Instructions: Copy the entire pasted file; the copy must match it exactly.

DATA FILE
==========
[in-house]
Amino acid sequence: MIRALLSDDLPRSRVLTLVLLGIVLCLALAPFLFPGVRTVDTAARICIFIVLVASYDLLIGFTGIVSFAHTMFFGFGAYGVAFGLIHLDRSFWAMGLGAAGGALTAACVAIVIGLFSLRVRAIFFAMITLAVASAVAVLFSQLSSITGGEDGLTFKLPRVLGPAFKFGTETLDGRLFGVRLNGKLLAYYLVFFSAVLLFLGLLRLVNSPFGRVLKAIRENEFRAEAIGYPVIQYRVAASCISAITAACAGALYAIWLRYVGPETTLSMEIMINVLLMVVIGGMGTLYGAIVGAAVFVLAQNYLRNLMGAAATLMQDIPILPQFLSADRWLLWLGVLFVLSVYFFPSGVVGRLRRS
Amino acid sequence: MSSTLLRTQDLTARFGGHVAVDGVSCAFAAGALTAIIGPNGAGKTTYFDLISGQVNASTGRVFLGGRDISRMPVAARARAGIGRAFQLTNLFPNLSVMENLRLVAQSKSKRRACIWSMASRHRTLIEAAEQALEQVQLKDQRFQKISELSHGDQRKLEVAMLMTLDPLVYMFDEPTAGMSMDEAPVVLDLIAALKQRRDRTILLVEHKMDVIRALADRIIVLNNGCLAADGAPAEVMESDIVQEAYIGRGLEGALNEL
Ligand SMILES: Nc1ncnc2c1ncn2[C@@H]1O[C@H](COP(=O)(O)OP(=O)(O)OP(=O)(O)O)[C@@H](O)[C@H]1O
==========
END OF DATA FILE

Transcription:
[in-house]
Amino acid sequence: MIRALLSDDLPRSRVLTLVLLGIVLCLALAPFLFPGVRTVDTAARICIFIVLVASYDLLIGFTGIVSFAHTMFFGFGAYGVAFGLIHLDRSFWAMGLGAAGGALTAACVAIVIGLFSLRVRAIFFAMITLAVASAVAVLFSQLSSITGGEDGLTFKLPRVLGPAFKFGTETLDGRLFGVRLNGKLLAYYLVFFSAVLLFLGLLRLVNSPFGRVLKAIRENEFRAEAIGYPVIQYRVAASCISAITAACAGALYAIWLRYVGPETTLSMEIMINVLLMVVIGGMGTLYGAIVGAAVFVLAQNYLRNLMGAAATLMQDIPILPQFLSADRWLLWLGVLFVLSVYFFPSGVVGRLRRS
Amino acid sequence: MSSTLLRTQDLTARFGGHVAVDGVSCAFAAGALTAIIGPNGAGKTTYFDLISGQVNASTGRVFLGGRDISRMPVAARARAGIGRAFQLTNLFPNLSVMENLRLVAQSKSKRRACIWSMASRHRTLIEAAEQALEQVQLKDQRFQKISELSHGDQRKLEVAMLMTLDPLVYMFDEPTAGMSMDEAPVVLDLIAALKQRRDRTILLVEHKMDVIRALADRIIVLNNGCLAADGAPAEVMESDIVQEAYIGRGLEGALNEL
Ligand SMILES: Nc1ncnc2c1ncn2[C@@H]1O[C@H](COP(=O)(O)OP(=O)(O)OP(=O)(O)O)[C@@H](O)[C@H]1O